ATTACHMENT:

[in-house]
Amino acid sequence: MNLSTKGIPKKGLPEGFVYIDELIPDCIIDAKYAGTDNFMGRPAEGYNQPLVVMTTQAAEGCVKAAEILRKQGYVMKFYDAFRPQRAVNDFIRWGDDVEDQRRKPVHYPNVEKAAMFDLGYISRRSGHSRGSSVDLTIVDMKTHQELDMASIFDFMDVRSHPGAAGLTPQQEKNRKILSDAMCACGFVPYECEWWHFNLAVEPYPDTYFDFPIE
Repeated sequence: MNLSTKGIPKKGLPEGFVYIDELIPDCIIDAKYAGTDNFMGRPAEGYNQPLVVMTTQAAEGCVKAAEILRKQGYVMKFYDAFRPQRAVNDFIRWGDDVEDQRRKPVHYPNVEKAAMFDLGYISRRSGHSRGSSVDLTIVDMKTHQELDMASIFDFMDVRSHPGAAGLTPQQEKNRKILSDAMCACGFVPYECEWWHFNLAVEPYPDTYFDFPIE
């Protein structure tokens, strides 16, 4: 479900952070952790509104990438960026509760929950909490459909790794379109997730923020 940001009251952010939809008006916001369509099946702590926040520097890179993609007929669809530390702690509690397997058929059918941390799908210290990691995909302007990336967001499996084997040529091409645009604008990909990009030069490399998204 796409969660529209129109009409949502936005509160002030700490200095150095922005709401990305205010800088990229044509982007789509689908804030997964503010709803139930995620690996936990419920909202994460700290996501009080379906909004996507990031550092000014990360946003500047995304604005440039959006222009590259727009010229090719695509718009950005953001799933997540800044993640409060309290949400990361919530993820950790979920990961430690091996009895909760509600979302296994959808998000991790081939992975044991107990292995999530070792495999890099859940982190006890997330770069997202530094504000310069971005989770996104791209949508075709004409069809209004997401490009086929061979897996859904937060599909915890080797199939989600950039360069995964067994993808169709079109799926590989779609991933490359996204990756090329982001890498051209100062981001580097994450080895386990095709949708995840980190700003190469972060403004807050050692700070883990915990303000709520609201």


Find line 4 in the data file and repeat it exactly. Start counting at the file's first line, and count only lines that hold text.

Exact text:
């Protein structure tokens, strides 16, 4: 479900952070952790509104990438960026509760929950909490459909790794379109997730923020 940001009251952010939809008006916001369509099946702590926040520097890179993609007929669809530390702690509690397997058929059918941390799908210290990691995909302007990336967001499996084997040529091409645009604008990909990009030069490399998204 796409969660529209129109009409949502936005509160002030700490200095150095922005709401990305205010800088990229044509982007789509689908804030997964503010709803139930995620690996936990419920909202994460700290996501009080379906909004996507990031550092000014990360946003500047995304604005440039959006222009590259727009010229090719695509718009950005953001799933997540800044993640409060309290949400990361919530993820950790979920990961430690091996009895909760509600979302296994959808998000991790081939992975044991107990292995999530070792495999890099859940982190006890997330770069997202530094504000310069971005989770996104791209949508075709004409069809209004997401490009086929061979897996859904937060599909915890080797199939989600950039360069995964067994993808169709079109799926590989779609991933490359996204990756090329982001890498051209100062981001580097994450080895386990095709949708995840980190700003190469972060403004807050050692700070883990915990303000709520609201």